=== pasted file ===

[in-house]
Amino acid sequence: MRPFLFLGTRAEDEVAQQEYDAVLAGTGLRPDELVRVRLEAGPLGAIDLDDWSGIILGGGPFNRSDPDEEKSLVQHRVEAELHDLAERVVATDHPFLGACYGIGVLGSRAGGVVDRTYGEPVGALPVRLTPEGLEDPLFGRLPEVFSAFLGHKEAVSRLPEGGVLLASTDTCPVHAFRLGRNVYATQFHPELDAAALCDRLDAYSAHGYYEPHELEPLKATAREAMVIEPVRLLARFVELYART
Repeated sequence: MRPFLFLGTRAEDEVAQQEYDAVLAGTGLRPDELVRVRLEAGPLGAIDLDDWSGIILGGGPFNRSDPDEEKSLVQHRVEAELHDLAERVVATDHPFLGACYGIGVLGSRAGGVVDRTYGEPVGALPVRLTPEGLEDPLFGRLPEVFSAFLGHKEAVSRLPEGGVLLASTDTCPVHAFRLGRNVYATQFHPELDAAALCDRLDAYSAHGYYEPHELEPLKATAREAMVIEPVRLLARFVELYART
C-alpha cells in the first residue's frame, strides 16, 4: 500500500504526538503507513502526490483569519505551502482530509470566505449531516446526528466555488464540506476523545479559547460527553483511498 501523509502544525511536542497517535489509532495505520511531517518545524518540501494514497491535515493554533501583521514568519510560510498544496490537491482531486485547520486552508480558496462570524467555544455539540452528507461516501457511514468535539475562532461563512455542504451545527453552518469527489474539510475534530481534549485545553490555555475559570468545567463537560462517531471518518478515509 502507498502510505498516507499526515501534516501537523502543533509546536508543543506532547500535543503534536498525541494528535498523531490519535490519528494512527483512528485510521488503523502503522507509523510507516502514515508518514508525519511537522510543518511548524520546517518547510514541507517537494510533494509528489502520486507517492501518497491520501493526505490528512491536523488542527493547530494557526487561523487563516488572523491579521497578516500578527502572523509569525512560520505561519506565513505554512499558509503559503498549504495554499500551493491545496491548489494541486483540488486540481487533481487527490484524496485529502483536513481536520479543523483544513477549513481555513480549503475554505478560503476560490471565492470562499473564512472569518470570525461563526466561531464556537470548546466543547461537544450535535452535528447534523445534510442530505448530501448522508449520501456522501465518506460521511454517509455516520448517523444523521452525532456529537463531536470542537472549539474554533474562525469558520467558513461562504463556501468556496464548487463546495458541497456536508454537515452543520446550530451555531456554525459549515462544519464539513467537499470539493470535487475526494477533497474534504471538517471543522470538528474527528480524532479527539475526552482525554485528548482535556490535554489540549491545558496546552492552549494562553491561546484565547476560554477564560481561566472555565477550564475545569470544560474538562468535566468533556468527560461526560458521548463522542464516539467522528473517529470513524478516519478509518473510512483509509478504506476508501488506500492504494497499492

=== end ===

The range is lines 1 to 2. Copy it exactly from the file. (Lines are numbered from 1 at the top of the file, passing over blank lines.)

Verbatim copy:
[in-house]
Amino acid sequence: MRPFLFLGTRAEDEVAQQEYDAVLAGTGLRPDELVRVRLEAGPLGAIDLDDWSGIILGGGPFNRSDPDEEKSLVQHRVEAELHDLAERVVATDHPFLGACYGIGVLGSRAGGVVDRTYGEPVGALPVRLTPEGLEDPLFGRLPEVFSAFLGHKEAVSRLPEGGVLLASTDTCPVHAFRLGRNVYATQFHPELDAAALCDRLDAYSAHGYYEPHELEPLKATAREAMVIEPVRLLARFVELYART